At Hempstead, it splits from US 290 and turns northward into Grimes County, where it bypasses the city of Navasota, while Business SH 6 passes through town. The highway turns northwest again, crossing into Brazos County; the highway starts
Abilene is a city in Taylor and Jones counties in Texas, United States. The population was 117,463 at the 2010 census, making it the 27th-most populous city in the state of Texas, it is the principal city of the Abilene Metropolitan Statistical Area, which had a 2017 estimated population of 170,219. It is the county seat of Taylor County. Dyess Air Force Base is located on the west side of the city. Abilene is located between exits 279 on its western edge and 292 on the east. Abilene is 150 miles west of Fort Worth; the city is looped by I-20 to the north, US 83/84 on the west, Loop 322 to the east. A railroad divides the city down the center into south; the historic downtown area is on the north side of the railroad. Established by cattlemen as a stock shipping point on the Texas and Pacific Railway in 1881, the city was named after Abilene, the original endpoint for the Chisholm Trail; the T&P had bypassed the town of the county seat at the time. A landowner north of Buffalo Gap, Clabe Merchant, known as the father of Abilene, chose the name for the new town.
According to a Dallas newspaper, about 800 people had begun camping at the townsite before the lots were sold. The town was laid out by Colonel J. Stoddard Johnson, the auction of lots began early on March 15, 1881. By the end of the first day, 139 lots were sold for a total of $23,810, another 178 lots were sold the next day for $27,550. Abilene was incorporated soon after being founded in 1881, Abilenians began to set their sights on bringing the county seat to Abilene, in a three-to-one vote, won the election. In 1888, the Progressive Committee was formed to attract businesses to the area, which became the Board of Trade in 1890. By 1900, 3,411 people lived in Abilene, in that decade, the Board of Trade changed its name to the 25,000 Club in the hope of reaching 25,000 people by the next census. However, this committee failed when the population only hit 9,204 in 1910. Replacing it was the Young Men's Booster Club, which became the Abilene Chamber of Commerce in 1914; the cornerstone was laid for the first of three future universities in Abilene, called Simmons College, in 1891, which became Hardin–Simmons University.
Childers Classical Institute followed in 1906 Abilene Christian University, the largest of the three. In 1923, McMurry College was founded and became McMurry University. Much more Abilene succeeded in bringing Cisco Junior College and Texas State Technical College branches to Abilene, with the Cisco Junior College headquarters being located in Abilene. In 1940, Abilene raised the money to purchase land for a U. S. Army base, southwest of town, named Camp Barkeley, at the time twice the size of Abilene with 60,000 men; when the base closed, many worried that Abilene could become a ghost town, but in the post-World War II boom, many servicemen returned to start businesses in Abilene. In the early-1950s, residents raised $893,261 to purchase 3,400 acres of land for an Air Force base. Today, Dyess Air Force Base is the city's largest employer, with 6,076 employees. Abilene's population nearly doubled in 10 years from 45,570 in 1950 to 90,638. In the same year, a second high school was added, Cooper High School.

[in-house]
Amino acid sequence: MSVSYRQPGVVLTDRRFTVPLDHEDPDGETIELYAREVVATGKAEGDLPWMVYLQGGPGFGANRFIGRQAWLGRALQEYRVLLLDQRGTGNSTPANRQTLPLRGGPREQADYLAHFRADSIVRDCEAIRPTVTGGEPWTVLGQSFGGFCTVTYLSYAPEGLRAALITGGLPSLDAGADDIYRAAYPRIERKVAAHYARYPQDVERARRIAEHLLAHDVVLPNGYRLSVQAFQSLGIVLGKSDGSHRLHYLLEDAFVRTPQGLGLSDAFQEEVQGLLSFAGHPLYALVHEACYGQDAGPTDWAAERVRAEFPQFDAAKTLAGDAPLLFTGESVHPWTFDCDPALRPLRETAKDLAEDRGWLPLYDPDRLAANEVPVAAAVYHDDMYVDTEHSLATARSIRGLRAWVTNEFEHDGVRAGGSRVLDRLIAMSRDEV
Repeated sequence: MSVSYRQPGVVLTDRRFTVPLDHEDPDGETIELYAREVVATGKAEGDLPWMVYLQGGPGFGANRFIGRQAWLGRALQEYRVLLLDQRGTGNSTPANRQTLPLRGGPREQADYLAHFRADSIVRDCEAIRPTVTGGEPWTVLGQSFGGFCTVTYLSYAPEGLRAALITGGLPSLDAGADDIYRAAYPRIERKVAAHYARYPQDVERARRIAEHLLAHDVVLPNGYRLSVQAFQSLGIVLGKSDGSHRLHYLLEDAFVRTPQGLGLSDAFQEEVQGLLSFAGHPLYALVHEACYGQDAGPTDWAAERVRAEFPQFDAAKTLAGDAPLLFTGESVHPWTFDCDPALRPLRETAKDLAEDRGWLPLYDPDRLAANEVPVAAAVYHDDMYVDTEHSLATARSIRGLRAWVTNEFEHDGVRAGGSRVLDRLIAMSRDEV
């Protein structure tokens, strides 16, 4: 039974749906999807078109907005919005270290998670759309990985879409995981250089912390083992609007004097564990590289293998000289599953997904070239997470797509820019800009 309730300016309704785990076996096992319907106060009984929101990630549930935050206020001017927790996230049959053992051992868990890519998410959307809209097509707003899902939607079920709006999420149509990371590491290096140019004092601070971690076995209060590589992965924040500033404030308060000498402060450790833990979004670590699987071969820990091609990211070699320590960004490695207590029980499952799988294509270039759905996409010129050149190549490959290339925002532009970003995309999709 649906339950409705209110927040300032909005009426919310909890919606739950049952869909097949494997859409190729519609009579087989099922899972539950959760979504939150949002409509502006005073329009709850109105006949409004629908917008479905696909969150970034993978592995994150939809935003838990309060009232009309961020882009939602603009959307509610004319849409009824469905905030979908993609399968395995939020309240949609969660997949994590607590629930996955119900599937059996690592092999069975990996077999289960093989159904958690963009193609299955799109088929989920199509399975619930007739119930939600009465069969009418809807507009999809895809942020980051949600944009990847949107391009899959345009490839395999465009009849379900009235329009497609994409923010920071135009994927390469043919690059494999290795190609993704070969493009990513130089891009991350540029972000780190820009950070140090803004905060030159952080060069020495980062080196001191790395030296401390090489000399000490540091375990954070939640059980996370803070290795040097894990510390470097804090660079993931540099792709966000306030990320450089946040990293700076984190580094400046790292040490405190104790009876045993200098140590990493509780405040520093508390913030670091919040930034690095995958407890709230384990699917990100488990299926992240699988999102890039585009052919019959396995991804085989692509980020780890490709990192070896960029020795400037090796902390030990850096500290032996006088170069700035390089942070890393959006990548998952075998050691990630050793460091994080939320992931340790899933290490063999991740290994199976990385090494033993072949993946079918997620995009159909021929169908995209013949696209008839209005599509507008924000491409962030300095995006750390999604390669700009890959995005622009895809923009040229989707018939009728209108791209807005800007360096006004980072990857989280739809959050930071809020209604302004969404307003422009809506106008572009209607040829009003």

In 1966, the Abilene Zoo was created near Abilene Regional Airport. The following year, one of the most important bond elections in the city's history passed for the funding of the construction of the Abilene Civic Center and the Taylor County Coliseum, as well as major improvements to Abilene Regional Airport. In 1969, the Woodson elementary and high school for black students closed as the school system was integrated. In 1982, Abilene became the first city in Texas to create a downtown reinvestment zone. Texas State Technical College opened an Abilene branch three years later; the 2,250-bed French Robertson Prison Unit was built in 1989. A half-cent sales tax earmarked for economic development was created after the decline in the petroleum business in the 1980s. A branch of Cisco Junior College was located in the city in 1990; the Grace Museum and Paramount Theatre revitalizations, along with Artwalk in 1992, sparked a decade of downtown restoration. In 2004, Frontier Texas!, a multimedia museum highlighting the history of the area from 1780 to 1880, was constructed, a new $8 million, 38-acre Cisco Junior College campus was built at Loop 322 and Industrial Boulevard.
Subdivisions and businesses started locating along the freeway, on the same side as the CJC campus, showing a slow but progressive trend for Abilene growth on the Loop. Abilene has become the commercial, retail and transportation hub of a 19-county area more known as "The Big Country", but known as the "Texas Midwest", is part of the Central Great Plains ecoregion. By the end of 2005, commercial and residential development had reached record levels in and around the city. Abilene is located in northeastern Taylor County; the city limits extend north into Jones County. Interstate 20 leads west 148 miles to Midland. Three U. S. highways pass through the city. US 83 runs west of the city center, leading south 55 miles to Ballinger. US 84 runs with US 83 through the southwest part of the city but leads southeast 52 miles to Coleman and west with I-20 40 miles to Sweetwater. US 277 follows US 83 around the northwest side of the city and north to Anson but heads southwest from Abilene 89 miles so San Angelo.